While the Pittsburgh Steelers roster may not be quite stacked top to bottom as it once was even five or six years ago, they still have many very accomplished and talented players at the top, such as quarterback Ben Roethlisberger, tight end Heath Miller, and wide receiver Antonio Brown.
But what sticks out the most about one of those three players has nothing to do with statistics, but rather with hardware. Roethlisberger and Miller have a pair of Super Bowl rings. They have held the Lombardi Trophy over their heads twice. Brown has played in a Super Bowl, but the confetti didn’t fall for him. It fell for Aaron Rodgers, Jordy Nelson, and the Packers.
Brown has had some remarkable accomplishments in his career, statistically speaking, that put him in the same conversation with some of the greats of NFL history, and may one day find him on the fast track to Canton and the Pro Football Hall of Fame.
He has even surpassed the numbers of the great wide receivers of Steelers teams past, including Hall of Famers such as John Stallworth and Lynn Swann, not to mention Hines Ward, whose records he has had to spend the past few years breaking, and who helped mentor him as a rookie.
But they have Super Bowl rings. In fact, they have 10 Super Bowl rings between them, spanning all six of the Steelers’ Super Bowl victories, with Stallworth and Swann both sharing in the first four of the 70s dynasty and Ward playing a key role in Pittsburgh’s championship rebirth in the second half of the 00s.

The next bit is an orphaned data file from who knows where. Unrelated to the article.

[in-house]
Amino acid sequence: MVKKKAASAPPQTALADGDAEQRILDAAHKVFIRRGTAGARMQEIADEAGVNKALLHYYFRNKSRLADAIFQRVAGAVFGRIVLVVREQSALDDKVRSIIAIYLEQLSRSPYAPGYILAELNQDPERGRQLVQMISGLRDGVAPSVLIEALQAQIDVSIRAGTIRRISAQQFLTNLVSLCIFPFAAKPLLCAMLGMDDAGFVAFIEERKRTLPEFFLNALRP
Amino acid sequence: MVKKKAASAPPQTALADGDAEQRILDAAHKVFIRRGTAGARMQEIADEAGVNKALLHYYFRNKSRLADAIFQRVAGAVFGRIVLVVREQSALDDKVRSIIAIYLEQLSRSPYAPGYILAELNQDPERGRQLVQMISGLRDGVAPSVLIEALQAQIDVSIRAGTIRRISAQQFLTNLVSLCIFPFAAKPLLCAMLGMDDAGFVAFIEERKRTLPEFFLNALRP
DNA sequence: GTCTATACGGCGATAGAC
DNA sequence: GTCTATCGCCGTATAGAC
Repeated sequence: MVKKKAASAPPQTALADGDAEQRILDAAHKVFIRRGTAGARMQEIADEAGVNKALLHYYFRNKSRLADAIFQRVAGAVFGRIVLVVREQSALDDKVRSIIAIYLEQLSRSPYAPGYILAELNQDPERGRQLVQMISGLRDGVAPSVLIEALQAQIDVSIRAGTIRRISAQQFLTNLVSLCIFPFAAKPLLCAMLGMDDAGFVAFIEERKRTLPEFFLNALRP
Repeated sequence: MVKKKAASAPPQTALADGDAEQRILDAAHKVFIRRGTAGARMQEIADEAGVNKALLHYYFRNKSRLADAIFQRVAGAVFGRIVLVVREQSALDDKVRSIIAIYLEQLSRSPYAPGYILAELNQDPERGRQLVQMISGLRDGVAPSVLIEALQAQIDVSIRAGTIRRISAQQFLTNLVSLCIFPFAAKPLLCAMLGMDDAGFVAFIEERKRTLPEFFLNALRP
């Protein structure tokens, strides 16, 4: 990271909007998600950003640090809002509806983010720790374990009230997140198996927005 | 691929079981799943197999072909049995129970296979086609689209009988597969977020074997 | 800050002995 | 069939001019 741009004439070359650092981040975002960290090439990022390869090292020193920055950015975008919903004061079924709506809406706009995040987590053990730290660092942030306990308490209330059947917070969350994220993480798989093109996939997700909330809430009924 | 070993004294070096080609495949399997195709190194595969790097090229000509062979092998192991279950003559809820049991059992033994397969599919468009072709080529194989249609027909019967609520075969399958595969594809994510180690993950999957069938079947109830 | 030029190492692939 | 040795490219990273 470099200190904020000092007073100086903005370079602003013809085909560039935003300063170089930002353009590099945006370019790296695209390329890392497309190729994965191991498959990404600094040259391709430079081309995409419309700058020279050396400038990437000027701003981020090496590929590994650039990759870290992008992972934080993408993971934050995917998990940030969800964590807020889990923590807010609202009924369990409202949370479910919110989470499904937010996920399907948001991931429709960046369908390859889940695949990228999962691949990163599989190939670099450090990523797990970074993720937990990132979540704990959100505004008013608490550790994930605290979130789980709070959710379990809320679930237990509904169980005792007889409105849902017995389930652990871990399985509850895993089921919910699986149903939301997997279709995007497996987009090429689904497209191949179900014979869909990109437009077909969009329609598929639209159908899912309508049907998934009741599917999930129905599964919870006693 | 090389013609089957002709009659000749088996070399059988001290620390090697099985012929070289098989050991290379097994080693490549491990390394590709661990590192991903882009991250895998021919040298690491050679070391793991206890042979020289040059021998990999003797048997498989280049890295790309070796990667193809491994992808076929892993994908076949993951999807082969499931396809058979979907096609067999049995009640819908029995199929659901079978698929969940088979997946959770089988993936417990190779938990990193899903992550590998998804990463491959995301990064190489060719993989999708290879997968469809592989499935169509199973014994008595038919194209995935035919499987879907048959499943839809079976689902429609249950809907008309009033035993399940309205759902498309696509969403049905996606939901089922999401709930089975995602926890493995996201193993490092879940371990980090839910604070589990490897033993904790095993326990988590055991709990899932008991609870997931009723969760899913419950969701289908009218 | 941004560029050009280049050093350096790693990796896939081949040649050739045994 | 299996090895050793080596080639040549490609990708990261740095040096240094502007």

No matter what players such as Brown, and Cameron Heyward, and Maurkice Pouncey may accomplish in their careers, there will always be a blank on their resume if they never conclude a season with that sticky silver trophy raised above their heads.
Brown said that head coach Mike Tomlin reminds him of that fact frequently, letting him know, in his words, “if I’m going to be a great one, you’re measured in hardware”. So far, the only hardware that he has is an AFC Championship game trophy, the name of which I’m sure most cannot name (named for Lamar Hunt, who founded the AFL, since 1984).
There is a palpable feeling of something missing for these accomplished players, particularly those in the middle of their career, knowing that they have yet to win a championship. “You feel incomplete because you’re not on that board yet” said Heyward, for example, who is in his fifth season.
Not that even the veterans who have been there and done that are coasting en route to their retirement. For Miller, for example, the early successes that he had in his career—two Super Bowl victories in his first four seasons—have helped him keep in perspective how valuable those experiences are, and to not take them for granted.
In order to get to the Super Bowl, however, they first must get through the Bengals in the Wildcard game today. “It’s one playoff game”, said Heyward, “but we want it to be one of four. But to get four you’ve got to get one”.